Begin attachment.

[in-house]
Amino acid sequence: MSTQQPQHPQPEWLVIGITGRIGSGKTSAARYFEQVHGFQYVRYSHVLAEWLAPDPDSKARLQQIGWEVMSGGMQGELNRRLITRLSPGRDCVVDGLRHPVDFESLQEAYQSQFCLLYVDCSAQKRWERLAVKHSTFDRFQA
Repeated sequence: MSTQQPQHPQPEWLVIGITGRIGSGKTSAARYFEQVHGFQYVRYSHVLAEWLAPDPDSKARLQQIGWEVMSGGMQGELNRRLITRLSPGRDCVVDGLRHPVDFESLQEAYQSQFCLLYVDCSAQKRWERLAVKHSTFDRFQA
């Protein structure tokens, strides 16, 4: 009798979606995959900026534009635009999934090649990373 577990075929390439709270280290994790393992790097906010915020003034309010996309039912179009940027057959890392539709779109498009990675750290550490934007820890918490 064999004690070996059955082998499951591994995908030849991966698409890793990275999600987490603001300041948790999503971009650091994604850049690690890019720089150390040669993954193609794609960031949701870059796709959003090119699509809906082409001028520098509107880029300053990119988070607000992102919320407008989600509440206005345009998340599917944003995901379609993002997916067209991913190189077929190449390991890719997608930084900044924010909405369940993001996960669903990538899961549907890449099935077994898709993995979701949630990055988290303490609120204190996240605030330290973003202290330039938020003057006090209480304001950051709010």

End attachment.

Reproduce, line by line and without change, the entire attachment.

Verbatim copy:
[in-house]
Amino acid sequence: MSTQQPQHPQPEWLVIGITGRIGSGKTSAARYFEQVHGFQYVRYSHVLAEWLAPDPDSKARLQQIGWEVMSGGMQGELNRRLITRLSPGRDCVVDGLRHPVDFESLQEAYQSQFCLLYVDCSAQKRWERLAVKHSTFDRFQA
Repeated sequence: MSTQQPQHPQPEWLVIGITGRIGSGKTSAARYFEQVHGFQYVRYSHVLAEWLAPDPDSKARLQQIGWEVMSGGMQGELNRRLITRLSPGRDCVVDGLRHPVDFESLQEAYQSQFCLLYVDCSAQKRWERLAVKHSTFDRFQA
């Protein structure tokens, strides 16, 4: 009798979606995959900026534009635009999934090649990373 577990075929390439709270280290994790393992790097906010915020003034309010996309039912179009940027057959890392539709779109498009990675750290550490934007820890918490 064999004690070996059955082998499951591994995908030849991966698409890793990275999600987490603001300041948790999503971009650091994604850049690690890019720089150390040669993954193609794609960031949701870059796709959003090119699509809906082409001028520098509107880029300053990119988070607000992102919320407008989600509440206005345009998340599917944003995901379609993002997916067209991913190189077929190449390991890719997608930084900044924010909405369940993001996960669903990538899961549907890449099935077994898709993995979701949630990055988290303490609120204190996240605030330290973003202290330039938020003057006090209480304001950051709010």